Before anything could be moved anywhere, though, lab benches, sinks, gas spigots and other old uglies had to come out of Reichhold. Faculty from the Tilton School had first dibs on anything that could be reused in their labs, and then Professor Barnett and her husband started pulling out lab benches, cabinets, incubators and more. The slate-topped benches and sinks were heavy and hard to move, but once they were sent to a salvage company, the Facilities Department came in to remove the plumbing.

“We started working with Al Lemire and all the crew down there,” said Professor Barnett. “Bob Morse really took on the project, while Dick took out all the electrical wiring and made it safe for us. Anything we couldn't get rid of right off, we moved down to what we're calling Chernobyl. It really is a disaster area of leftovers.”

Can-Do Spirit

Professor Barnett's husband and son got in on the act, putting down linoleum where the lab benches had been, painting walls and hanging pin boards.

Room 204, the first big project, was done in time for last spring semester. Professor Bert Yarborough and other members of the Art Department put all the drawing tables and materials in a college van and drove over to their new home. Professor Barnett estimates that there's up to four times as much space here for the drawing students, and in the back of the studio there's even room for individual students to set up work areas.

“At the present time, Reichhold is terrific, especially for the drawing students,” said Professor Yarborough. “When all the departments get over here, though, it's going to be very crowded and probably a bit difficult. The Sawyer Center is a totally inadequate space, though, so this is a good temporary solution.”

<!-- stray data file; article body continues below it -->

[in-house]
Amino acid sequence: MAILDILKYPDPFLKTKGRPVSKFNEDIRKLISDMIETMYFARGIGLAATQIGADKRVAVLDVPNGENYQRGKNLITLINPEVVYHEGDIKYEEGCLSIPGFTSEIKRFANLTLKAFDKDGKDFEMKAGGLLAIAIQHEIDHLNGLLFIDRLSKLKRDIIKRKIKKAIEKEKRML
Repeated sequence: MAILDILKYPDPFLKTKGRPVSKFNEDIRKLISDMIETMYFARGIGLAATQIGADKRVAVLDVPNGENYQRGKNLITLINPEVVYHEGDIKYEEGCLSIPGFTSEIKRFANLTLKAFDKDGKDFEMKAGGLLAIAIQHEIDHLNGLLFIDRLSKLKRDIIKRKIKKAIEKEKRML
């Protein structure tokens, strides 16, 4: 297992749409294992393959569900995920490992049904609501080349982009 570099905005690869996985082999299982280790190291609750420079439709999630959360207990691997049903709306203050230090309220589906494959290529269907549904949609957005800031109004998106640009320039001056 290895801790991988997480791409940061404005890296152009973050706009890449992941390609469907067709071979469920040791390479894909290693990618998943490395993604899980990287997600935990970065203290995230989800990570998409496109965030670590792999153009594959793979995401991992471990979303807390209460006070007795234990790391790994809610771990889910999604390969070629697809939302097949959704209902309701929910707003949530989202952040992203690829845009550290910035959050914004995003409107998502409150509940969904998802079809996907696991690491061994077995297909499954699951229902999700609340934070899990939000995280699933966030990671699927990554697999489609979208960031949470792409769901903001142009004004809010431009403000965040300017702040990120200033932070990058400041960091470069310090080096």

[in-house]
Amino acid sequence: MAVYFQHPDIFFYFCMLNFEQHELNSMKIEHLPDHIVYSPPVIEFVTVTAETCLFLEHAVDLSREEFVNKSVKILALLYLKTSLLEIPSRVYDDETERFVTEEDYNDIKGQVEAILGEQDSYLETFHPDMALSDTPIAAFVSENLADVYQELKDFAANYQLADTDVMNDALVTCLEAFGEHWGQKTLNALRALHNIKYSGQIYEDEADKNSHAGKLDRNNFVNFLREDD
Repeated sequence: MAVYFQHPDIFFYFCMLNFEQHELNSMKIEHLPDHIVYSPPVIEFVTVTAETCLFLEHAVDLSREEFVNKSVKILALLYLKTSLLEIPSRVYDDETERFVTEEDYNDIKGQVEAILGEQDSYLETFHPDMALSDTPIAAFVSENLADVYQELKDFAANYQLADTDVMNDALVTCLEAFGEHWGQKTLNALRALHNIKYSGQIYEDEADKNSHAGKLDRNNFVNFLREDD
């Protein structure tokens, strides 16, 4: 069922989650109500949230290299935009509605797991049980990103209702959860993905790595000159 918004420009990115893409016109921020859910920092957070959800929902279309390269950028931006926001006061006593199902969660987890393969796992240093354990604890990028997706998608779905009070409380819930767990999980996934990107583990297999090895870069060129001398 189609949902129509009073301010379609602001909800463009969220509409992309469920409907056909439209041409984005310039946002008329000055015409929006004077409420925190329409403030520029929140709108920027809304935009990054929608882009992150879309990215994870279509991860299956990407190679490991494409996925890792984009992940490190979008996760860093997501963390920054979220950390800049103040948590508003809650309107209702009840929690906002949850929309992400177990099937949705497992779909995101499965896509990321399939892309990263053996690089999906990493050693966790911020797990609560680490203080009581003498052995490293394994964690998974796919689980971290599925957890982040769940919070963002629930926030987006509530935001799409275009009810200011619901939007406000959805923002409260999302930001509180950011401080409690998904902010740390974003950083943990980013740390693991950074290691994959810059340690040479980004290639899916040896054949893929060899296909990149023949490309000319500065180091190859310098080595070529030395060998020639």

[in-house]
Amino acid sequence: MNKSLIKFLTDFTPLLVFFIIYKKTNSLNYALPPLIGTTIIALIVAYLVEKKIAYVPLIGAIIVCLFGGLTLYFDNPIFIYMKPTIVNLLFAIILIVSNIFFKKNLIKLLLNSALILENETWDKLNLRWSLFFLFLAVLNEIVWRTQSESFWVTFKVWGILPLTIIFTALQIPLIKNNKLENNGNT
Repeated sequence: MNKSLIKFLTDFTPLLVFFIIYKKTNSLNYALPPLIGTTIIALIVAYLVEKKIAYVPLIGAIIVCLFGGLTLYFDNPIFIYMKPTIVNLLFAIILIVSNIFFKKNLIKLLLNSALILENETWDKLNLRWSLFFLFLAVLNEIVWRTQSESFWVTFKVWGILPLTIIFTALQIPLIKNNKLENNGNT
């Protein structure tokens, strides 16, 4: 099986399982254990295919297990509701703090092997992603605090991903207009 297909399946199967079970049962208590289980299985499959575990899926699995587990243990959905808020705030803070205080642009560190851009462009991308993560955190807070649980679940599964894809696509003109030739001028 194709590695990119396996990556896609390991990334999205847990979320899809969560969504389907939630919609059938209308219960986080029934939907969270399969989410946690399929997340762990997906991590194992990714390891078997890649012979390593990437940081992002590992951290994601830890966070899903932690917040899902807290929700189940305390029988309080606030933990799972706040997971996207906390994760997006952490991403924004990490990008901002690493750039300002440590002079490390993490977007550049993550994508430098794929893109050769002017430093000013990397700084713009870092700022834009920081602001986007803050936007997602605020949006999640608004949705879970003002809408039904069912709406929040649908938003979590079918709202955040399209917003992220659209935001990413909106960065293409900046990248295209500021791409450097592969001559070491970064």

Painting and photography were next to move, this time with the help of a small budget, and the Barnett crew reprised their role as remodelers. For drawing and painting students, the move to Reichhold means that instead of working on a small desk area, they're now able to enjoy the “pedagogical environment” of standing at new easels built by a local welder.

In Room 208, a space filled with natural light from tall windows, senior Chris McClellan worked on the background of a new piece and commented, “I like this place, the light's better. It's not cold like Sawyer was, and it's really close to my residence hall, too, which is great.”

While painting students lost their individual work areas on the fourth floor of Colgate when they moved, Professor Yarborough says the trade-off is that they're now more a part of the larger arts community.

“They really liked working in Colgate, but they were too separate,” he said. “They need to see what everyone else is doing. In Reichhold, we're using the hallways as gallery space so students can see others' work.”

Enlarging their Space

Professor Linda Ost and her photography students are stretching their legs in a freshly painted, newly rehabbed corner of the lower floor. Instead of a small area stuffed with enlargers, studio equipment and other essentials of the art form, Professor Ost now oversees a studio space, a film changing room, a darkroom with 10 enlargers, a computer area with brand-new machines, and an office that Facilities built for her.

“It's nice to have a separate classroom and storage. I love our area, it's so nice and organized,” she enthused, noting that the students are really invested in the new space. “They even hang out here to pass the time, something they never did before.”